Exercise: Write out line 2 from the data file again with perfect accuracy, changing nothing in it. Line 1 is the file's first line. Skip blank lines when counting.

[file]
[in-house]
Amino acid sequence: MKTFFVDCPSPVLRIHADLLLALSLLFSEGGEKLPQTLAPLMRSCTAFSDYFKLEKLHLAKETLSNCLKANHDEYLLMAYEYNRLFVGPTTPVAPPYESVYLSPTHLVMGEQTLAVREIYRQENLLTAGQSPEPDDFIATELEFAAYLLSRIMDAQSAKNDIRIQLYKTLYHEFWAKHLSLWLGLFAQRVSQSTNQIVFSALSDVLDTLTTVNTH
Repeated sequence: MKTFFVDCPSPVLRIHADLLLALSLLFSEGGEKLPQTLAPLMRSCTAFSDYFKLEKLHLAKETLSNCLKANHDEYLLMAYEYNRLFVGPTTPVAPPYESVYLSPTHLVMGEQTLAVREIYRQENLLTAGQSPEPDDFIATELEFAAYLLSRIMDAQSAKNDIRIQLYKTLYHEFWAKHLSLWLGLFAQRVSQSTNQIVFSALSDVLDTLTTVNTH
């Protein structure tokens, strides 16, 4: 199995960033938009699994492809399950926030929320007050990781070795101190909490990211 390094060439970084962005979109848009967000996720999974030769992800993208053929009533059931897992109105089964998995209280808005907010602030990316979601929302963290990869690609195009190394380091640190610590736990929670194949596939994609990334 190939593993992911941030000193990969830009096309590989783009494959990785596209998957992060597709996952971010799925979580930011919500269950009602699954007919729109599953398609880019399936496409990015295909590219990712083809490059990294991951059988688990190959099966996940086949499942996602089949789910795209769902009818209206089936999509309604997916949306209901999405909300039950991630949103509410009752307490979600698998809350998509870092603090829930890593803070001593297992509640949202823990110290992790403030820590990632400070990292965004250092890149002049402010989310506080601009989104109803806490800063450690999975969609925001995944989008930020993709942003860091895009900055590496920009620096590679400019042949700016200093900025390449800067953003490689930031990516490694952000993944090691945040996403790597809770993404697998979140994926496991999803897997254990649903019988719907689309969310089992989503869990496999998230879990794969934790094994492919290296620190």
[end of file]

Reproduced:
Amino acid sequence: MKTFFVDCPSPVLRIHADLLLALSLLFSEGGEKLPQTLAPLMRSCTAFSDYFKLEKLHLAKETLSNCLKANHDEYLLMAYEYNRLFVGPTTPVAPPYESVYLSPTHLVMGEQTLAVREIYRQENLLTAGQSPEPDDFIATELEFAAYLLSRIMDAQSAKNDIRIQLYKTLYHEFWAKHLSLWLGLFAQRVSQSTNQIVFSALSDVLDTLTTVNTH